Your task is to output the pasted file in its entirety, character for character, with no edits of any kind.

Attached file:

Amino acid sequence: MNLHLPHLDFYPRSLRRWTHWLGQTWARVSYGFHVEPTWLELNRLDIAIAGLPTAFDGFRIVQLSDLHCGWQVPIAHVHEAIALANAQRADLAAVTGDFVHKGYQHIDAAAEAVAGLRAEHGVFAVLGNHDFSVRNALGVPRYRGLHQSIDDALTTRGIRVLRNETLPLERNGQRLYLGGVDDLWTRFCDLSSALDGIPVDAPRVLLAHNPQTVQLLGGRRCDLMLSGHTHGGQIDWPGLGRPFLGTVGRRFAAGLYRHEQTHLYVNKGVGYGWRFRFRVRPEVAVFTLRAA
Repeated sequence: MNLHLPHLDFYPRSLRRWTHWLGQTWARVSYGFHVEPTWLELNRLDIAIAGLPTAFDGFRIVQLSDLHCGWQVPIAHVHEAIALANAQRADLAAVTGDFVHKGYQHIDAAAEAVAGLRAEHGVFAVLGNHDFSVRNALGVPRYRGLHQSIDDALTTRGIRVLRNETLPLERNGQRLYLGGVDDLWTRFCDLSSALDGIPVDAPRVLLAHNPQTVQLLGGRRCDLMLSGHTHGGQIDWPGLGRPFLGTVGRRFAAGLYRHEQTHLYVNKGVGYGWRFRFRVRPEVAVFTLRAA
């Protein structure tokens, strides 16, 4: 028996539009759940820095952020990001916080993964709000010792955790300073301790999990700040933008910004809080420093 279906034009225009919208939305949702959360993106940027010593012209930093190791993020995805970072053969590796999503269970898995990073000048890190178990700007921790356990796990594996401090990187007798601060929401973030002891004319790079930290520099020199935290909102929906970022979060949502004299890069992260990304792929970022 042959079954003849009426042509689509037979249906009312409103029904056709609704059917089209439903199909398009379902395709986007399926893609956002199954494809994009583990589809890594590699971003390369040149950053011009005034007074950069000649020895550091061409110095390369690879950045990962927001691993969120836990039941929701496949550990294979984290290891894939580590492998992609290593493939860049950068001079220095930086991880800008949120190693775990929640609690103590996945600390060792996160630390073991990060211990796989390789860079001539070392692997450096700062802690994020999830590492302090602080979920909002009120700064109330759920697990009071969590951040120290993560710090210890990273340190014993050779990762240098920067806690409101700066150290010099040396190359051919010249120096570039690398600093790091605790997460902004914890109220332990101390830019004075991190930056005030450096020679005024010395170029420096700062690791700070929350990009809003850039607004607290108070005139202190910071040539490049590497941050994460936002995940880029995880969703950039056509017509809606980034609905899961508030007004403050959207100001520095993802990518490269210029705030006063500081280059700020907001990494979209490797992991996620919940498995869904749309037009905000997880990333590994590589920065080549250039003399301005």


Amino acid sequence: MNLHLPHLDFYPRSLRRWTHWLGQTWARVSYGFHVEPTWLELNRLDIAIAGLPTAFDGFRIVQLSDLHCGWQVPIAHVHEAIALANAQRADLAAVTGDFVHKGYQHIDAAAEAVAGLRAEHGVFAVLGNHDFSVRNALGVPRYRGLHQSIDDALTTRGIRVLRNETLPLERNGQRLYLGGVDDLWTRFCDLSSALDGIPVDAPRVLLAHNPQTVQLLGGRRCDLMLSGHTHGGQIDWPGLGRPFLGTVGRRFAAGLYRHEQTHLYVNKGVGYGWRFRFRVRPEVAVFTLRAA
Repeated sequence: MNLHLPHLDFYPRSLRRWTHWLGQTWARVSYGFHVEPTWLELNRLDIAIAGLPTAFDGFRIVQLSDLHCGWQVPIAHVHEAIALANAQRADLAAVTGDFVHKGYQHIDAAAEAVAGLRAEHGVFAVLGNHDFSVRNALGVPRYRGLHQSIDDALTTRGIRVLRNETLPLERNGQRLYLGGVDDLWTRFCDLSSALDGIPVDAPRVLLAHNPQTVQLLGGRRCDLMLSGHTHGGQIDWPGLGRPFLGTVGRRFAAGLYRHEQTHLYVNKGVGYGWRFRFRVRPEVAVFTLRAA
């Protein structure tokens, strides 16, 4: 028996539009759940820095952020990001916080993964709000010792955790300073301790999990700040933008910004809080420093 279906034009225009919208939305949702959360993106940027010593012209930093190791993020995805970072053969590796999503269970898995990073000048890190178990700007921790356990796990594996401090990187007798601060929401973030002891004319790079930290520099020199935290909102929906970022979060949502004299890069992260990304792929970022 042959079954003849009426042509689509037979249906009312409103029904056709609704059917089209439903199909398009379902395709986007399926893609956002199954494809994009583990589809890594590699971003390369040149950053011009005034007074950069000649020895550091061409110095390369690879950045990962927001691993969120836990039941929701496949550990294979984290290891894939580590492998992609290593493939860049950068001079220095930086991880800008949120190693775990929640609690103590996945600390060792996160630390073991990060211990796989390789860079001539070392692997450096700062802690994020999830590492302090602080979920909002009120700064109330759920697990009071969590951040120290993560710090210890990273340190014993050779990762240098920067806690409101700066150290010099040396190359051919010249120096570039690398600093790091605790997460902004914890109220332990101390830019004075991190930056005030450096020679005024010395170029420096700062690791700070929350990009809003850039607004607290108070005139202190910071040539490049590497941050994460936002995940880029995880969703950039056509017509809606980034609905899961508030007004403050959207100001520095993802990518490269210029705030006063500081280059700020907001990494979209490797992991996620919940498995869904749309037009905000997880990333590994590589920065080549250039003399301005």